To the editor:
In the week that followed the Newtown tragedy, there was a moment of silence before the Patriots game in honor of the victims and their families. Before the New York Stock Exchange opened, there was a moment of silence. At events all over the country, there were moments of silence. Those present took time to reflect on the tragedy, perhaps thinking of the Newtown families, perhaps thinking of their own.
And then the moment was over. The game began. The market opened. We took up our activities of the day. However, the silence did not end for the families of Newtown. The silence they face is more profound, more eternal — the silence of empty bedrooms at night, of graduations that will never happen, first dates that will never be, of small hands that will no longer be held.
The question we now face is what will we hear in the weeks and months to follow? Once government officials have declared their abhorrence and the talk shows give voice to new topics of outrage, will anything have been accomplished to make another massacre less likely? Or will we see the outrage tempered, calls for action fade and our national furor replaced with the resignation and inaction that followed Minneapolis, Aurora, Oak Creek, Tucson and the sad litany of so many other nightmarish acts?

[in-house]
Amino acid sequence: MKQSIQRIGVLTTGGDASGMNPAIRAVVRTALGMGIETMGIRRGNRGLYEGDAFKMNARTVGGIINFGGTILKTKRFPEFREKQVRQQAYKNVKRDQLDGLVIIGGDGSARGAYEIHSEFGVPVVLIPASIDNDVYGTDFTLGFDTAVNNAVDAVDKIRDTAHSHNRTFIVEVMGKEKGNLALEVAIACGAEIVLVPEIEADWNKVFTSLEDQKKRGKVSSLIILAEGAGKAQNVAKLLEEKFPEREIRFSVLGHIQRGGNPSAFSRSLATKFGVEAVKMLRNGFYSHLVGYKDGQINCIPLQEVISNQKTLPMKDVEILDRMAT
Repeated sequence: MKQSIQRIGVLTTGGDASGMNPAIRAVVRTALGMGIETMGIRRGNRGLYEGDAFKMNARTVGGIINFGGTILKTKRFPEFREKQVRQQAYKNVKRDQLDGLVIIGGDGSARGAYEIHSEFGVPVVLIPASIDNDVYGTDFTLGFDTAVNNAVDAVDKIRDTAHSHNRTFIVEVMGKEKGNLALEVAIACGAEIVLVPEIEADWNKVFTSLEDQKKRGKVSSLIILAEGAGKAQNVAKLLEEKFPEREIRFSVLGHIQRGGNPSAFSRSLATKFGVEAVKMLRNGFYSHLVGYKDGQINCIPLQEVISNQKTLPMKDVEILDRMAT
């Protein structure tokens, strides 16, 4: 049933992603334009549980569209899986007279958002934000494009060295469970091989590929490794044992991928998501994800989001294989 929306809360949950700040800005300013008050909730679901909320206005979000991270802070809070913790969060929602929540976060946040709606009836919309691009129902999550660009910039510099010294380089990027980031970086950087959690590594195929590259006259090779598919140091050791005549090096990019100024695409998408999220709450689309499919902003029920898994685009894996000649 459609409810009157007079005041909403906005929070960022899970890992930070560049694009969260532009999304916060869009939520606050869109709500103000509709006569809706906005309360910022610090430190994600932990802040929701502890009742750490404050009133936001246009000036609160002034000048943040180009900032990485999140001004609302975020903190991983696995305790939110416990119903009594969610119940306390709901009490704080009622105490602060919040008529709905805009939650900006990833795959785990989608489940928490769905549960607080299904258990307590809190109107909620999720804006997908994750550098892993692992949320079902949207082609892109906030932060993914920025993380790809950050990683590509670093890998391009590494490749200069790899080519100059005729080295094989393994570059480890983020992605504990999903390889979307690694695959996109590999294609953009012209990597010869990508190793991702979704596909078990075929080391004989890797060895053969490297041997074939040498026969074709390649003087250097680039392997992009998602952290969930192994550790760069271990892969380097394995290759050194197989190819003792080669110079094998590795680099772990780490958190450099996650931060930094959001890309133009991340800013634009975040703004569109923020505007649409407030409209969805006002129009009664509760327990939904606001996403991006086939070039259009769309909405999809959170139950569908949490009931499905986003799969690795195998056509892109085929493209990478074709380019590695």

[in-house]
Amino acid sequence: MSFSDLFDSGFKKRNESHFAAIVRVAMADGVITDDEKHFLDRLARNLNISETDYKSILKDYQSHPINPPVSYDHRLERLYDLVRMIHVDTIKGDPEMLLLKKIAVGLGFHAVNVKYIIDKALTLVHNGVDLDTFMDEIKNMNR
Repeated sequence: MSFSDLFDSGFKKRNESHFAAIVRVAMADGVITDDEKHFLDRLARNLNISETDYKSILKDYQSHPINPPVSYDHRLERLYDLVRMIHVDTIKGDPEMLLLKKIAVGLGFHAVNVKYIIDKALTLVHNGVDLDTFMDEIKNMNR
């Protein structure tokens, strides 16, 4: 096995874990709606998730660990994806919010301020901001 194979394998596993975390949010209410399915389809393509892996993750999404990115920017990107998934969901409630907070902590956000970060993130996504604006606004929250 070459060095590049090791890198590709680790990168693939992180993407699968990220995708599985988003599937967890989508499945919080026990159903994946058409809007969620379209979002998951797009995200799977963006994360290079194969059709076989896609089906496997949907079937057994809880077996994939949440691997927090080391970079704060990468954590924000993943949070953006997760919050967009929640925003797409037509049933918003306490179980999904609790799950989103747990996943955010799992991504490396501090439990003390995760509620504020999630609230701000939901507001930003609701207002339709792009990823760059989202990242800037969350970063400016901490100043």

Assault weapons, high capacity ammunition clips, the entertainment industry’s comfort with violent content, declining mental health resources — all complicit, all complicated, all in need of reform.
Addressing any of these could make a difference. The alternative — doing nothing — openly invites more tragedy.
A moment of silence, while respectful, is no longer enough. What is needed now is sustained action by all of us.